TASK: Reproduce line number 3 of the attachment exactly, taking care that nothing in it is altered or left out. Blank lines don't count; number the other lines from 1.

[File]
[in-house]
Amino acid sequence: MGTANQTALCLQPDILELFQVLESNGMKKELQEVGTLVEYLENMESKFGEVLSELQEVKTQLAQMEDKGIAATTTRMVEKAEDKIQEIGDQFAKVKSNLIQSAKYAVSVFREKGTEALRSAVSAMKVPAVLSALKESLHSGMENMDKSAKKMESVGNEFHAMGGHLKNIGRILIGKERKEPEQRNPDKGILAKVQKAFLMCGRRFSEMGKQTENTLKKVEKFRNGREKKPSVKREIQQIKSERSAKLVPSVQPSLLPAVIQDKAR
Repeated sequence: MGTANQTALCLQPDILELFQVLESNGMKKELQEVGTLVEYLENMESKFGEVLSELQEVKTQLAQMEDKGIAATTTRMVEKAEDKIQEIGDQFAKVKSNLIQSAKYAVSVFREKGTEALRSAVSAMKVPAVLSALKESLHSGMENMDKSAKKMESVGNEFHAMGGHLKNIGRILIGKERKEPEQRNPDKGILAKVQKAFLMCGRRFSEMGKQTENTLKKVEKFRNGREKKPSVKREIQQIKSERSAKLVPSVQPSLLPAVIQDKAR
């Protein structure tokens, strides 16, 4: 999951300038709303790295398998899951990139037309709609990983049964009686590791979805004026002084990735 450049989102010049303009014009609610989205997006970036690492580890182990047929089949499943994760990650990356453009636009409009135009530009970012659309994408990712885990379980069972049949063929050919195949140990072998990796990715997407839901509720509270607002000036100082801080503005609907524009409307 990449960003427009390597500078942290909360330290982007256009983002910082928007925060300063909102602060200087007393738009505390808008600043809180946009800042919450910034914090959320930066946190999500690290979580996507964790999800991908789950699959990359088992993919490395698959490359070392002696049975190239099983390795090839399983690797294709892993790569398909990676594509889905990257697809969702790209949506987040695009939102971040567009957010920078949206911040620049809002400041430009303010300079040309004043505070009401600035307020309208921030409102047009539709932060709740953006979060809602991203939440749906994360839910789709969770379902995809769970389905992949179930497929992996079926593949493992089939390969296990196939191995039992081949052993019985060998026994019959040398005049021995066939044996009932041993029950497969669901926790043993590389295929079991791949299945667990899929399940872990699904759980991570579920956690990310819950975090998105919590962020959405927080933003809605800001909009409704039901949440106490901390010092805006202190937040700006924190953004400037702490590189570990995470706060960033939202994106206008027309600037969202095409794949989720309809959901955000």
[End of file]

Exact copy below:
Repeated sequence: MGTANQTALCLQPDILELFQVLESNGMKKELQEVGTLVEYLENMESKFGEVLSELQEVKTQLAQMEDKGIAATTTRMVEKAEDKIQEIGDQFAKVKSNLIQSAKYAVSVFREKGTEALRSAVSAMKVPAVLSALKESLHSGMENMDKSAKKMESVGNEFHAMGGHLKNIGRILIGKERKEPEQRNPDKGILAKVQKAFLMCGRRFSEMGKQTENTLKKVEKFRNGREKKPSVKREIQQIKSERSAKLVPSVQPSLLPAVIQDKAR